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The Engineer

The Life and Times of Donald F. Simmons

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Rented Godzilla Tokyo S.O.S. with my brother a few nights ago, and it's vaulted into my list of really, really good Godzilla films.

It's got MechaGodzilla, with Mothra (and larva!) as well. It's got top-notch special effects and fight sequences, and some fun characters. I love how the Godzilla movies assume there's an entire giant monster ecology out there. Near the beginning of the film a dead turtle about 40 metres long washes up on the shores of Japan (don't worry, it's not Gamara) and the general reaction is "Hey, we haven't seen one this big in years!".

I also love the fact that the main character is a mechanic who's trying to rebuilt MechaG after the pummeling he got in the previous movie, leading to lots of behind-the-scenes giant robot goodness. Typical exchange:

Government Official: You have to get the Absolute Zero System (super freeze weapon) working again!

Harried Scientist: I could fix it tomorrow! All I need is a synthetic diamond 1.25 meters across!

Government Official: We are on a budget, you know!

The movie also comes with a behind-the-scenes feature, showing all the model work and costume effects that went into the movie. I commented to my brother just how fake it all looks on the set, whereas he correctly answered that all movies look fake once you pull the camera back enough.

What's funny is that CBC was showing the 1975 MechaGodzilla movie the next night. This one isn't on my list of good Godzilla films, being about the third or fourth in a row where aliens were controlling Godzilla so they could take over the Earth, a concept the studio ran completely into the ground.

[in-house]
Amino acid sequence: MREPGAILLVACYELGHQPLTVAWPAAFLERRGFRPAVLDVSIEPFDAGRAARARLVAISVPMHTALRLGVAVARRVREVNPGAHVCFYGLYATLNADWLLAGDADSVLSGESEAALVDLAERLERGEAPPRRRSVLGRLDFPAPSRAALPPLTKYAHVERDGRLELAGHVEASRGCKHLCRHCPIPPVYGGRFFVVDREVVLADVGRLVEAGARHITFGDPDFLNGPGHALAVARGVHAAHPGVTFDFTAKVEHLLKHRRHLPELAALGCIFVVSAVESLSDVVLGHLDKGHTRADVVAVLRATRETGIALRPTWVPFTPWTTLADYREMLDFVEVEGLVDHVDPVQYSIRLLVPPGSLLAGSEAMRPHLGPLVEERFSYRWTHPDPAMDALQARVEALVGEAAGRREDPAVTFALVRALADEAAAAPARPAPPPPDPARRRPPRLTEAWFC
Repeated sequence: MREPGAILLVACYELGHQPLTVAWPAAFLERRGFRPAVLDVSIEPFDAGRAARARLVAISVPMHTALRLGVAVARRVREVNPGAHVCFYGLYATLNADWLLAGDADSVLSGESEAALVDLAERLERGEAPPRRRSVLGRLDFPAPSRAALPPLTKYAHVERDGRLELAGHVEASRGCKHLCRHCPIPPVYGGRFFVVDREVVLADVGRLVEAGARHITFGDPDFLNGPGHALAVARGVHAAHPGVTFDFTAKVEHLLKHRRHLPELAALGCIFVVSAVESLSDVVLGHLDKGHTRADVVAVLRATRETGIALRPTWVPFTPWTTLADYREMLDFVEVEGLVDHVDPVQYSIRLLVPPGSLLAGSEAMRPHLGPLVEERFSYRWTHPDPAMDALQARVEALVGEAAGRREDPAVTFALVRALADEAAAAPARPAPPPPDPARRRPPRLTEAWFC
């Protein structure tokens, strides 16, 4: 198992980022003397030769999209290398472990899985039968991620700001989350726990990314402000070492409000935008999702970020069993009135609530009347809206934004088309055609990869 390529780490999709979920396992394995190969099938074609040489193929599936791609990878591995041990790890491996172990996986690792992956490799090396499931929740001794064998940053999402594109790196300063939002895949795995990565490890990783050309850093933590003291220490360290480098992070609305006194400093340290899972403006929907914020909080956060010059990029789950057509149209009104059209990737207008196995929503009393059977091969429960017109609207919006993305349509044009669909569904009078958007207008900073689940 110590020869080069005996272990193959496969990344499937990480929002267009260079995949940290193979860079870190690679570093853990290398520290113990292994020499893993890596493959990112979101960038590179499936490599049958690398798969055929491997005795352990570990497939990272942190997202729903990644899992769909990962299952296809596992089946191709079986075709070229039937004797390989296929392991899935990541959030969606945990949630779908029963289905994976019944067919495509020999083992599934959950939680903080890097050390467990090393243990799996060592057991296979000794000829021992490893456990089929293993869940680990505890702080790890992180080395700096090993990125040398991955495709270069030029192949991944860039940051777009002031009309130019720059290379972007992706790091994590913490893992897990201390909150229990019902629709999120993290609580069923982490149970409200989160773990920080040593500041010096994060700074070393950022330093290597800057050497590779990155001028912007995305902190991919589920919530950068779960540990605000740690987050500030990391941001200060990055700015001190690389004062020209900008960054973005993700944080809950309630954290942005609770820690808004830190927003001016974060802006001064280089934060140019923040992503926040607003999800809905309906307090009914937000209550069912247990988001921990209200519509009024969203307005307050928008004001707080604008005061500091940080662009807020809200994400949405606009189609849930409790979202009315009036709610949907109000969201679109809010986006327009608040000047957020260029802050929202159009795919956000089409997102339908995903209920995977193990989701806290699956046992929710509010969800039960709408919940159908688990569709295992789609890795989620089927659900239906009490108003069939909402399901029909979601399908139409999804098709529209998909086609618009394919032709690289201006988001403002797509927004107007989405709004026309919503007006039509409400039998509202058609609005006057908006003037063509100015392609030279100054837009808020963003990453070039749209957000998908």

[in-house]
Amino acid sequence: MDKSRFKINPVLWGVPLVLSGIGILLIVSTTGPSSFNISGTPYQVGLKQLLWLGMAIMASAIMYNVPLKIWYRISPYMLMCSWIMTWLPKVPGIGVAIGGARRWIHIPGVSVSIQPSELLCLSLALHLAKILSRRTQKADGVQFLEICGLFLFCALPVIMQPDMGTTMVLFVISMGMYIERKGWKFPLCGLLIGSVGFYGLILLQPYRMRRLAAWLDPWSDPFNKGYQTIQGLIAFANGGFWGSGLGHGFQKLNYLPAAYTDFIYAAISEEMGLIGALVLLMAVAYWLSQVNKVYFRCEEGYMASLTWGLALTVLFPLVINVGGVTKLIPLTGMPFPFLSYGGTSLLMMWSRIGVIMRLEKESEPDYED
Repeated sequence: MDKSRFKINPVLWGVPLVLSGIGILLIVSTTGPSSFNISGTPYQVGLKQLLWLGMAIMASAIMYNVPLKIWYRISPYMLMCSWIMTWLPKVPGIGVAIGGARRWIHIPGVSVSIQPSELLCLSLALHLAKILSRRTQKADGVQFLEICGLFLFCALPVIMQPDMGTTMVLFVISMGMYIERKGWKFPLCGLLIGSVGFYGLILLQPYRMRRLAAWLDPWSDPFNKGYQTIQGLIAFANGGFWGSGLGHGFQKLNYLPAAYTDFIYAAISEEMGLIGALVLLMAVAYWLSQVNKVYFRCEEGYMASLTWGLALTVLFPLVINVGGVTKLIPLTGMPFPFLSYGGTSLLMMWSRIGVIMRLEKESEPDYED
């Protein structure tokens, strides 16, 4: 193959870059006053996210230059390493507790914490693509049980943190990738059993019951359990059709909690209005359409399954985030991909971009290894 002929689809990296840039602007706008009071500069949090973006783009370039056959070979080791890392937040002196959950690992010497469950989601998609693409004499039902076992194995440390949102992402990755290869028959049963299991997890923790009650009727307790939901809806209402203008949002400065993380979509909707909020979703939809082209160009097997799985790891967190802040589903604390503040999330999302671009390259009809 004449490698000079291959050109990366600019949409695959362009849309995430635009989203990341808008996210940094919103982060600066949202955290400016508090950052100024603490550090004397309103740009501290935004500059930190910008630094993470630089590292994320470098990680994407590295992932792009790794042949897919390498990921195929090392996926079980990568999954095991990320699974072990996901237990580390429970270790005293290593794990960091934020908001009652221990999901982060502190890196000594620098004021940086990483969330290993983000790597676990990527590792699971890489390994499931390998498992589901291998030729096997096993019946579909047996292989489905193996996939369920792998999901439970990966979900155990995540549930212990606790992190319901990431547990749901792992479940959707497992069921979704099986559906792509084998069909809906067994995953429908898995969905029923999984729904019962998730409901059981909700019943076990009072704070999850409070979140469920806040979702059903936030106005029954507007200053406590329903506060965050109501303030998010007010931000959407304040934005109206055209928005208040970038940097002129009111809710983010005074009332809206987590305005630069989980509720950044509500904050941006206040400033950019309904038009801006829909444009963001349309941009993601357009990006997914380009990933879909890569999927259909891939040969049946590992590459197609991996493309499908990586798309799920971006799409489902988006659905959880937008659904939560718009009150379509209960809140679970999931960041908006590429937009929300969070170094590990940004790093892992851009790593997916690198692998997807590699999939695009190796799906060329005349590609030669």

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whereas he correctly answered that all movies look fake once you pull the camera back enough.

Plus the behind-the-scenes doc is usually video rather than film, so the colour/light balance is quite different.

I once saw part of a British series on the human body, and as usual the making-of-the-series episode was the most interesting; I particularly liked going behing the scenes of a sequence they did for the opening episode in which they panned across a line of 100 non-professional models ranging in age from a few weeks to 100 years. Not only do you get to hear assistants frantically running around the location saying things like "we're still missing a sixteen-year-old and a fifty-four-year old," but they cut back and forth between the scene as viewed through the film camera (wonder and variety of the human form poetically on display as sunbeams filter through the forest canopy overhead) and as viewed through the digital camera (bunch of naked Brits trying to not shiver as they stand around in a damp wood).

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